3 men looking at steel container
James Trujillo, center, shows UH Regents Ramón de la Peña, left, and John Holzman honey produced by Kauaʻi beehives

Kauaʻi Community College has launched Hoʻouluwehi: The Sustainable Living Institute of Kauaʻi to partner with the community in creating a culturally, economically, environmentally and socially sustainable Garden Island.

“This is an exciting moment for the college,” said Chancellor Helen Cox. “It is both the culmination of intense work since 2009 and the beginning of a remarkable journey in which we will provide our students opportunities to engage in exciting work in many aspects of sustainability while at the same time provide very real solutions for the Kauaʻi community.”

Working with Hawaiian and local cultural values, the institute will advance partnerships and implement research and projects to foster a more vibrant future for Kauaʻi.

Institute objectives include—

  • Assisting the college in reducing its own environmental footprint
  • Demonstrating sustainable practices available today as well as conducting applied research on promising technologies and practices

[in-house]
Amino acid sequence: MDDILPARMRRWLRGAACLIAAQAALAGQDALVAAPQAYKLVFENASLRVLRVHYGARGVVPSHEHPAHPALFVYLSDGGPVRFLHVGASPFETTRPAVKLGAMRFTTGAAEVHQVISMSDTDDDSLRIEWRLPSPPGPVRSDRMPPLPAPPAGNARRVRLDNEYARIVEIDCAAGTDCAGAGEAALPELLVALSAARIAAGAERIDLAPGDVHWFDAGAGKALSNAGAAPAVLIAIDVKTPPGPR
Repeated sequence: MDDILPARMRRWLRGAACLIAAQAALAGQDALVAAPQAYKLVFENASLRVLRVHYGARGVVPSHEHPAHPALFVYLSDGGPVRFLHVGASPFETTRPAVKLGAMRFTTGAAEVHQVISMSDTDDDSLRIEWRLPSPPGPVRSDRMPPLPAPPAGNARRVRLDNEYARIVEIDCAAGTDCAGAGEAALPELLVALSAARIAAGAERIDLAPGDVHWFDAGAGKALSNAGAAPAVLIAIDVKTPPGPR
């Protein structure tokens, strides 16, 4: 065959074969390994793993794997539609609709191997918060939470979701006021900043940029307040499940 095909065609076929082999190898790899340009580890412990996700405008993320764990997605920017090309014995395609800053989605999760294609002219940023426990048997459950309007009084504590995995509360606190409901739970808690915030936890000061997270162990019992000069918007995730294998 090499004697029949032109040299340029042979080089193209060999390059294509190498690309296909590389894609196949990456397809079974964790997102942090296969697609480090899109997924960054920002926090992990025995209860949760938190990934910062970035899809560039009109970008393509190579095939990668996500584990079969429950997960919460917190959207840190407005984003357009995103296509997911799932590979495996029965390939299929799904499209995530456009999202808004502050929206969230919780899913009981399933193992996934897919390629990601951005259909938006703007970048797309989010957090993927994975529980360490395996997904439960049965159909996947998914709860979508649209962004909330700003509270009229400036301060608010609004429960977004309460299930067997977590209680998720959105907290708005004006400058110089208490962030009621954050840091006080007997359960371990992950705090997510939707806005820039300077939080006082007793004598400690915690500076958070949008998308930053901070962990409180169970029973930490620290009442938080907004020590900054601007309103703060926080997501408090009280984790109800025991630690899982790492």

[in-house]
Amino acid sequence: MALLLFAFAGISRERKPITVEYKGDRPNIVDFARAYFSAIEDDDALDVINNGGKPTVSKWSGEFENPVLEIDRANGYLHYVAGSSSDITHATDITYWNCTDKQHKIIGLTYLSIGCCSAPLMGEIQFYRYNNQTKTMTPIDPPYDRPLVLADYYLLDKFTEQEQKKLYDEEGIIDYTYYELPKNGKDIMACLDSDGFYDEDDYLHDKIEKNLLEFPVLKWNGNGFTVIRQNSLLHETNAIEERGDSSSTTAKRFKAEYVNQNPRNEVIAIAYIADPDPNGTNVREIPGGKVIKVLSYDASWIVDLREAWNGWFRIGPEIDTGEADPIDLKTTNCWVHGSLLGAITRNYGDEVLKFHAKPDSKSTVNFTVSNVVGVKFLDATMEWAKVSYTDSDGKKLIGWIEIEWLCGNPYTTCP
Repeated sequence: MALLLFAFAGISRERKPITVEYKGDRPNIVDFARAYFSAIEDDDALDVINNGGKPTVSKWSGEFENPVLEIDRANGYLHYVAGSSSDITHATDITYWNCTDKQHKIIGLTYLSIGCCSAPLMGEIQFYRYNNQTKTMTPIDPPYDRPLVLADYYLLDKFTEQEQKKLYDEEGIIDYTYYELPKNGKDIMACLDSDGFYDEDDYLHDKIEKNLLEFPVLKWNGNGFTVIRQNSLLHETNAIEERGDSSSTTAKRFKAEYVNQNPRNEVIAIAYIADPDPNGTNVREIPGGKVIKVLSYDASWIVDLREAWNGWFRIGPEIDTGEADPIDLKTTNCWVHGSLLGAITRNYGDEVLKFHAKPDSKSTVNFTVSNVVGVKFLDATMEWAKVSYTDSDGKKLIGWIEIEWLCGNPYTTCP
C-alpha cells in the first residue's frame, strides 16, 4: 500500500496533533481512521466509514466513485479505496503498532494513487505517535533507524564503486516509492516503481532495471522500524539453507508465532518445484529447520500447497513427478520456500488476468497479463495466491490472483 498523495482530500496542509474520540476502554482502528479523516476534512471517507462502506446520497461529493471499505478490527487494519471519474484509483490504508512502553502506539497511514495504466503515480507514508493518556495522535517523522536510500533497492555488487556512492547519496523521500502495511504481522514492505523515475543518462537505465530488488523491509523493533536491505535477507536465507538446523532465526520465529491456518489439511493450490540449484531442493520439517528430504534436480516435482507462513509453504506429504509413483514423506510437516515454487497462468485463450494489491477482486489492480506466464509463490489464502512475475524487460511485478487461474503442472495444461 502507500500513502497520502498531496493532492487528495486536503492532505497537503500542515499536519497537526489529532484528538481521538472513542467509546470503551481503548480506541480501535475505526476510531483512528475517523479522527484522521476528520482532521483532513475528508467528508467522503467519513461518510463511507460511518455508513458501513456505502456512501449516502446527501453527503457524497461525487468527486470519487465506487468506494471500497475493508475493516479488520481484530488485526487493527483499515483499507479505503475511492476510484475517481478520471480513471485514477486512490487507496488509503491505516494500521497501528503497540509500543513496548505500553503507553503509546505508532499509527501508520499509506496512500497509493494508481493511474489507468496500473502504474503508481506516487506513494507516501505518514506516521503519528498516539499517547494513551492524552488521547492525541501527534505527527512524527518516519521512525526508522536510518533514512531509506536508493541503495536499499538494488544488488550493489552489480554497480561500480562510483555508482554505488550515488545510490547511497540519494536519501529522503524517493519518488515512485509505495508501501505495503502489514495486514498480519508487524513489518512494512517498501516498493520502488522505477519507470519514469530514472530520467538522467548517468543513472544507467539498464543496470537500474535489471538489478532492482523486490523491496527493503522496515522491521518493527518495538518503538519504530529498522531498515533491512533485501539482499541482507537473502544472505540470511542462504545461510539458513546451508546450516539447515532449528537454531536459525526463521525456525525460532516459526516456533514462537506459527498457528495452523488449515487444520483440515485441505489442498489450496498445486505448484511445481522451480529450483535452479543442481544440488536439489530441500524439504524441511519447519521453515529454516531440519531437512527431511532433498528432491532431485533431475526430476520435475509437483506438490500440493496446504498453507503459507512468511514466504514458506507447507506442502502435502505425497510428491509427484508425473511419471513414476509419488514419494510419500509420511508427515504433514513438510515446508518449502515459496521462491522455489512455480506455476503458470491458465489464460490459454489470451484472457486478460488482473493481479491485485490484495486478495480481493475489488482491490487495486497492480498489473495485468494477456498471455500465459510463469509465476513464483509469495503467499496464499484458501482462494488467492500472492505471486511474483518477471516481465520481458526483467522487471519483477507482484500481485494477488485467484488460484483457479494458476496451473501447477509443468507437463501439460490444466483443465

• Providing a training center for green workers, entrepreneurs and interested residents
  • Establishing Kauaʻi as a place for tough discussions and helpful resources
Helen Cox and Eric Knutzen
Chancellor Helen Cox with institute Director Eric Knutzen

“For each of us in the community, the institute can be seen as building upon our history and, in a very practical way, positively affecting everyone on the Kauaʻi in the long term,” said Eric Knutzen, institute director. “Areas of special focus include sustainable living practices in producing food, renewable energy, affordable housing and waste elimination.”

The institute will build upon the campus’s current sustainable programs, including a community garden and the Farm-to-Table project in which students create gourmet dishes from produce straight from the garden.

Students also work with aquaponics, queen bees cultivation and renewable energy programs.

The campus has also allocated land to build two affordable home prototypes that will be open to the public for viewing when completed and will serve as prototypes for developers. “Free online access to the design plans and material purchase lists as well as budgets will be made available. All of this to help address one of Kauaʻi’s greatest sustainable living needs—affordable homes,” said Knutzen.

“We look forward to working together to address issues of sustainability on Kauaʻi and to enable Kauaʻi to no simply carry on but to thrive,” said Cox.

—Adapted from a story by Cammie Matsumoto, director of community relations and special projects, Kauaʻi Community College